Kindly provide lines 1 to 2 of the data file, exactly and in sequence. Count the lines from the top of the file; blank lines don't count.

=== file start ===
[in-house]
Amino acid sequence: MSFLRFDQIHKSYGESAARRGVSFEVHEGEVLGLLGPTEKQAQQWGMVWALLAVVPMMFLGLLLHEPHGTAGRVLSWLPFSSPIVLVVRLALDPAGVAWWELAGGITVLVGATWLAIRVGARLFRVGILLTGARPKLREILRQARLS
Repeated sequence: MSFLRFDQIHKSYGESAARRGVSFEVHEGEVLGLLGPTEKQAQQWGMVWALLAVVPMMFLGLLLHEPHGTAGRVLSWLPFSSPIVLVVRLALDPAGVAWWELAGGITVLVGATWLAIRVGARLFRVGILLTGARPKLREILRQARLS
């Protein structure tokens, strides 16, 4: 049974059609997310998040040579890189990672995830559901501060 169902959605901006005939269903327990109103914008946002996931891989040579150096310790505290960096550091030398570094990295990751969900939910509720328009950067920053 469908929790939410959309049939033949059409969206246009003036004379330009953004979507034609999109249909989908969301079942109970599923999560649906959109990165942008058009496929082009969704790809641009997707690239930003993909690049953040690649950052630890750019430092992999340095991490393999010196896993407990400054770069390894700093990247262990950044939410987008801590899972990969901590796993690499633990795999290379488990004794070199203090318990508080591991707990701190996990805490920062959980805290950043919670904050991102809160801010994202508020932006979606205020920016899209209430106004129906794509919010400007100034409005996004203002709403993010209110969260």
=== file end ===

[in-house]
Amino acid sequence: MSFLRFDQIHKSYGESAARRGVSFEVHEGEVLGLLGPTEKQAQQWGMVWALLAVVPMMFLGLLLHEPHGTAGRVLSWLPFSSPIVLVVRLALDPAGVAWWELAGGITVLVGATWLAIRVGARLFRVGILLTGARPKLREILRQARLS